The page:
“One can only stand back in awe at the resilience these individuals continue to show in spite of being cut off from contact with their friends and families at home. Working with scholars at risk is messy, it is tough, it does not fit neatly into protocols and procedures. Yet, it is vital that ISS continues to support such individuals as part of its mission to pursue greater social justice.” (personal communication, 2021)

This same dedication, care for people, and respect for the role scholars from the Global South can play in the Netherlands is equally evident in her work for the Prince Claus Chair (PCC). She has supported all 19 of the PCC holders and 12 postdocs to date, organised two PCC five-year-anniversary events, and from 2010 onwards worked with each awardee and postdoc intensively during his/her term. As Executive Secretary of the PCC, she facilitated the establishment of links between PCC holders’ work and wider networks. For instance, Stella Quimbo’s work on health insurance was connected with HM Queen Máxima of the Netherlands and UN special advocate for inclusive finance Saradindu Bhaduri’s work on ‘frugal innovation’ provided an input for the EU Horizon Europe programme. Besides all of this, she helped them navigate the Dutch milieu, got to know their families, and shared her own family with them, creating a sense of home for the PCC holders during their time in the Netherlands.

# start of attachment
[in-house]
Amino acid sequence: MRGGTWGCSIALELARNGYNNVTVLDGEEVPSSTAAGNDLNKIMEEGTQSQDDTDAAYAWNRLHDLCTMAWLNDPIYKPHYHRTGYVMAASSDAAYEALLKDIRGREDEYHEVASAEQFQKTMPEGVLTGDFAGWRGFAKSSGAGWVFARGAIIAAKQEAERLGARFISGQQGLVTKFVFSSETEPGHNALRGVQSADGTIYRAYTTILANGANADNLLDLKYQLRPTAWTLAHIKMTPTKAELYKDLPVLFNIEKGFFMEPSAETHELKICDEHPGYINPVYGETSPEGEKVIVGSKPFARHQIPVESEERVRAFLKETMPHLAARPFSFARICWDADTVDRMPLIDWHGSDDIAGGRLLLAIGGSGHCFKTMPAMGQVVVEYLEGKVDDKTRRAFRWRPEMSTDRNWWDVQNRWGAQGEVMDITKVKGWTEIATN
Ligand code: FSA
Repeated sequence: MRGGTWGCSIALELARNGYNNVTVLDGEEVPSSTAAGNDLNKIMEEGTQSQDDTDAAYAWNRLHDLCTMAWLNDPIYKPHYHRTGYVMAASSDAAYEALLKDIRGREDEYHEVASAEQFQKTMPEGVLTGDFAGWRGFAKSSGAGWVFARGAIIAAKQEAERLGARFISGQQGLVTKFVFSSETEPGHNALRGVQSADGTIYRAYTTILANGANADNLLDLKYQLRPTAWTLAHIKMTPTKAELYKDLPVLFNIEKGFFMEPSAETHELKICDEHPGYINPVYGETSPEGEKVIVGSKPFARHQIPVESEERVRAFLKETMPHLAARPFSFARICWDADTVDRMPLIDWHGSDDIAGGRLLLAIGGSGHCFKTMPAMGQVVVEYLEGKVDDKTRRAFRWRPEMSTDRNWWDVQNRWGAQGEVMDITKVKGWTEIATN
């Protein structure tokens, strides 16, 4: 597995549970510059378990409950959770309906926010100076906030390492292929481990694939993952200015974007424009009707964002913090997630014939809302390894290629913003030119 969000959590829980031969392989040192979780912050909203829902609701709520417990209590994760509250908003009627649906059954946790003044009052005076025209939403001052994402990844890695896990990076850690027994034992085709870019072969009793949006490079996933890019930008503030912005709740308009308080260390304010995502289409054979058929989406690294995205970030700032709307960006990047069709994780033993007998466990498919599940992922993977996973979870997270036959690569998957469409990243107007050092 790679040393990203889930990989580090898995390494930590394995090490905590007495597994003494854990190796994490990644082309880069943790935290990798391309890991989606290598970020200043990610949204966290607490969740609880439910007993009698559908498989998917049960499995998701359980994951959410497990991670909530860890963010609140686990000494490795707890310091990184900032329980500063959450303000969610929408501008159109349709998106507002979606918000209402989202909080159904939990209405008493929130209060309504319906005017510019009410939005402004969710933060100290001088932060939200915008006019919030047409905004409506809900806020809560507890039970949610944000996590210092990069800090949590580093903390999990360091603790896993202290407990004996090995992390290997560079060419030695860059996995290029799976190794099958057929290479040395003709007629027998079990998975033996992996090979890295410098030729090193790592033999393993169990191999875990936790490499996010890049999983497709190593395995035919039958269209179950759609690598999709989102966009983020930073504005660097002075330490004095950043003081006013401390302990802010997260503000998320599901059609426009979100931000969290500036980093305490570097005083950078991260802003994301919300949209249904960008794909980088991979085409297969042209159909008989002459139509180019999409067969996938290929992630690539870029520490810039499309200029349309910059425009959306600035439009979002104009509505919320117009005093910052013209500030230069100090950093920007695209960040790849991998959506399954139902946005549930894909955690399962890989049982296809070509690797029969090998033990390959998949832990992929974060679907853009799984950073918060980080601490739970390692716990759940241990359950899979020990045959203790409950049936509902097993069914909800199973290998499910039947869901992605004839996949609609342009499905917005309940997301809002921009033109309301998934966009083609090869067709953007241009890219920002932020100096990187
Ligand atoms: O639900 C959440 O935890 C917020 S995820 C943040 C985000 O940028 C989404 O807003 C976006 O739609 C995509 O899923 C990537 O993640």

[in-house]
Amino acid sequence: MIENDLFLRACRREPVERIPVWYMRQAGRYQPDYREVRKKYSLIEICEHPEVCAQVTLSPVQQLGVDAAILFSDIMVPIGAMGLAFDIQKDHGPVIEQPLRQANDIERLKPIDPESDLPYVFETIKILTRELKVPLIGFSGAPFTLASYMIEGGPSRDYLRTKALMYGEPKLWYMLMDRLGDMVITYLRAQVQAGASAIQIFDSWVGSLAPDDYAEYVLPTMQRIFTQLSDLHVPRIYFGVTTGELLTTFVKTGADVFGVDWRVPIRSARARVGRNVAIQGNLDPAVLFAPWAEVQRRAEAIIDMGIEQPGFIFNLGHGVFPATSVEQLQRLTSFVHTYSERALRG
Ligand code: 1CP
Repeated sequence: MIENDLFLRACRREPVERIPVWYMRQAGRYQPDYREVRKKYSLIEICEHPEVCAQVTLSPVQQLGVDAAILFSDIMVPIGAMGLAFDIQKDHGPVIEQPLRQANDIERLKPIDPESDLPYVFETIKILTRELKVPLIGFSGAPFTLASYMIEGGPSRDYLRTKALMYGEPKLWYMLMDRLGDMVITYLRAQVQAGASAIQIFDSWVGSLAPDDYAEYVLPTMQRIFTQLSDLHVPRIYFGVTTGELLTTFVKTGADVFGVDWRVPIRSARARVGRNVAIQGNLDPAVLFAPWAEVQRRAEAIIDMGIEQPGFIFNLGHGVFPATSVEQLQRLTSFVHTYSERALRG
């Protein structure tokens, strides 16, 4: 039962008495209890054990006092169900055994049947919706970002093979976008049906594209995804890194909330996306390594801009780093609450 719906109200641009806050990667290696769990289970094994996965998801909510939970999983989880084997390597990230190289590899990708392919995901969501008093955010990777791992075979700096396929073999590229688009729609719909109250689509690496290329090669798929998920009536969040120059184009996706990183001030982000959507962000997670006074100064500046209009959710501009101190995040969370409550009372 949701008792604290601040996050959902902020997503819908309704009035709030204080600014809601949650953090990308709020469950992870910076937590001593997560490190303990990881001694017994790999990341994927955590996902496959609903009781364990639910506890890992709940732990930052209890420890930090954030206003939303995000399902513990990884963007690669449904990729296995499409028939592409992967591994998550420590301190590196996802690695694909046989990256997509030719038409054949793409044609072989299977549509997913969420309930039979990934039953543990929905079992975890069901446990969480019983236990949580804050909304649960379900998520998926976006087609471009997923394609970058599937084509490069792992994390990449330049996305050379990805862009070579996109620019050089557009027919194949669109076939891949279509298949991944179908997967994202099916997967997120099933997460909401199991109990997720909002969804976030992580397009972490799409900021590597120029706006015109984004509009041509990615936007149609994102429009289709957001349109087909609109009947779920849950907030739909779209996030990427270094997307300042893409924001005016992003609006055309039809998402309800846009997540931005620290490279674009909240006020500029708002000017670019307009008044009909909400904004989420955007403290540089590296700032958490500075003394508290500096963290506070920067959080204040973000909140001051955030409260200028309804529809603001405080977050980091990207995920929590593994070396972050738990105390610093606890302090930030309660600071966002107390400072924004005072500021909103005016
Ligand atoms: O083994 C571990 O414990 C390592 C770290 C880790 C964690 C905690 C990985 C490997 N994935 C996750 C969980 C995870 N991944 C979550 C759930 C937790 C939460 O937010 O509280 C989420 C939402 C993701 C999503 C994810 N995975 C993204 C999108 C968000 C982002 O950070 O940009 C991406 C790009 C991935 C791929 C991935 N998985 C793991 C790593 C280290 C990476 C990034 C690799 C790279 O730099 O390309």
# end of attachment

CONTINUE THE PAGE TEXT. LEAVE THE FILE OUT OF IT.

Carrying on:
As Linda reminisced: